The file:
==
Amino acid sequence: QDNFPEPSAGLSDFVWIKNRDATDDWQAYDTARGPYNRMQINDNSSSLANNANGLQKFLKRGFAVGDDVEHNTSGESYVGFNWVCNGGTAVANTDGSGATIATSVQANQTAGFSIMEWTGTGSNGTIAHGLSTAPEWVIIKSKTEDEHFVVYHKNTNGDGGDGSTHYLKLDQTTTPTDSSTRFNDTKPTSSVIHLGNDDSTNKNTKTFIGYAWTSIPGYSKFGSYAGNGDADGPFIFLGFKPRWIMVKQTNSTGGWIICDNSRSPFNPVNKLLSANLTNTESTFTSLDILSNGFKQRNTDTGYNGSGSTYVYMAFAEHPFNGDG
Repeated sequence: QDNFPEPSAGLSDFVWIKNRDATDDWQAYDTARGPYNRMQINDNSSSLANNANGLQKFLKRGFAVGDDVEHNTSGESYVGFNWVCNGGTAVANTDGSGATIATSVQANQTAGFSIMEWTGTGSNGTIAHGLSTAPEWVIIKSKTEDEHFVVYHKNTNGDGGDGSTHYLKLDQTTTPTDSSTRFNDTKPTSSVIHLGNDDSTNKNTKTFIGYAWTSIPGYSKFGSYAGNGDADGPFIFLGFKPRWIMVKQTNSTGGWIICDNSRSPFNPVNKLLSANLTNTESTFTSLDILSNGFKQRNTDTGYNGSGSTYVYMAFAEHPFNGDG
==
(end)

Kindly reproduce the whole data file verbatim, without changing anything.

Amino acid sequence: QDNFPEPSAGLSDFVWIKNRDATDDWQAYDTARGPYNRMQINDNSSSLANNANGLQKFLKRGFAVGDDVEHNTSGESYVGFNWVCNGGTAVANTDGSGATIATSVQANQTAGFSIMEWTGTGSNGTIAHGLSTAPEWVIIKSKTEDEHFVVYHKNTNGDGGDGSTHYLKLDQTTTPTDSSTRFNDTKPTSSVIHLGNDDSTNKNTKTFIGYAWTSIPGYSKFGSYAGNGDADGPFIFLGFKPRWIMVKQTNSTGGWIICDNSRSPFNPVNKLLSANLTNTESTFTSLDILSNGFKQRNTDTGYNGSGSTYVYMAFAEHPFNGDG
Repeated sequence: QDNFPEPSAGLSDFVWIKNRDATDDWQAYDTARGPYNRMQINDNSSSLANNANGLQKFLKRGFAVGDDVEHNTSGESYVGFNWVCNGGTAVANTDGSGATIATSVQANQTAGFSIMEWTGTGSNGTIAHGLSTAPEWVIIKSKTEDEHFVVYHKNTNGDGGDGSTHYLKLDQTTTPTDSSTRFNDTKPTSSVIHLGNDDSTNKNTKTFIGYAWTSIPGYSKFGSYAGNGDADGPFIFLGFKPRWIMVKQTNSTGGWIICDNSRSPFNPVNKLLSANLTNTESTFTSLDILSNGFKQRNTDTGYNGSGSTYVYMAFAEHPFNGDG